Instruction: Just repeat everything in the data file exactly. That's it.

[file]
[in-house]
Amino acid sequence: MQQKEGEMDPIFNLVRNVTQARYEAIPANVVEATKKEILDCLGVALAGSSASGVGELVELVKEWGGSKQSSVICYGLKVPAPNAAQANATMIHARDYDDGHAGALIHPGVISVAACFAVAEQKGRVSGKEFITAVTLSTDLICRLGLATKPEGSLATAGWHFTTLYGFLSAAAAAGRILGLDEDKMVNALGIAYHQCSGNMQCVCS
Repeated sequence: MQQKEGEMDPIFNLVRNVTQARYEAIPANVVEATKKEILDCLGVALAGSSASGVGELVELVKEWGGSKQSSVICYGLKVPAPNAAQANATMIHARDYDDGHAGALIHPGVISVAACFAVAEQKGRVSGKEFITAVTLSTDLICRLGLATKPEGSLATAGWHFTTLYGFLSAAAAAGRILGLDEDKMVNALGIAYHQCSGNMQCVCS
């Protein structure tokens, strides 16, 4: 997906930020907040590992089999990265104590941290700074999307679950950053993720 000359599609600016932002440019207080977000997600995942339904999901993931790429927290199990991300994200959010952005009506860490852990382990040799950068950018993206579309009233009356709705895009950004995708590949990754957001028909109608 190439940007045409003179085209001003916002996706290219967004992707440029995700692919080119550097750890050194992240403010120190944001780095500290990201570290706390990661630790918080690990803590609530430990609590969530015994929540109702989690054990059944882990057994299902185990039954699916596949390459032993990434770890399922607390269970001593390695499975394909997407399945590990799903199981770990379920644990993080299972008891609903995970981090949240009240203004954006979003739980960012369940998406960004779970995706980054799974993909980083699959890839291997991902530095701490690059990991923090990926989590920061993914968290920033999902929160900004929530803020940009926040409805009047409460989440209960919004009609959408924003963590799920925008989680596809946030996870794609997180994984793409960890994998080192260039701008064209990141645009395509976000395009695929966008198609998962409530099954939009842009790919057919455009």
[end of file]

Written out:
[in-house]
Amino acid sequence: MQQKEGEMDPIFNLVRNVTQARYEAIPANVVEATKKEILDCLGVALAGSSASGVGELVELVKEWGGSKQSSVICYGLKVPAPNAAQANATMIHARDYDDGHAGALIHPGVISVAACFAVAEQKGRVSGKEFITAVTLSTDLICRLGLATKPEGSLATAGWHFTTLYGFLSAAAAAGRILGLDEDKMVNALGIAYHQCSGNMQCVCS
Repeated sequence: MQQKEGEMDPIFNLVRNVTQARYEAIPANVVEATKKEILDCLGVALAGSSASGVGELVELVKEWGGSKQSSVICYGLKVPAPNAAQANATMIHARDYDDGHAGALIHPGVISVAACFAVAEQKGRVSGKEFITAVTLSTDLICRLGLATKPEGSLATAGWHFTTLYGFLSAAAAAGRILGLDEDKMVNALGIAYHQCSGNMQCVCS
């Protein structure tokens, strides 16, 4: 997906930020907040590992089999990265104590941290700074999307679950950053993720 000359599609600016932002440019207080977000997600995942339904999901993931790429927290199990991300994200959010952005009506860490852990382990040799950068950018993206579309009233009356709705895009950004995708590949990754957001028909109608 190439940007045409003179085209001003916002996706290219967004992707440029995700692919080119550097750890050194992240403010120190944001780095500290990201570290706390990661630790918080690990803590609530430990609590969530015994929540109702989690054990059944882990057994299902185990039954699916596949390459032993990434770890399922607390269970001593390695499975394909997407399945590990799903199981770990379920644990993080299972008891609903995970981090949240009240203004954006979003739980960012369940998406960004779970995706980054799974993909980083699959890839291997991902530095701490690059990991923090990926989590920061993914968290920033999902929160900004929530803020940009926040409805009047409460989440209960919004009609959408924003963590799920925008989680596809946030996870794609997180994984793409960890994998080192260039701008064209990141645009395509976000395009695929966008198609998962409530099954939009842009790919057919455009």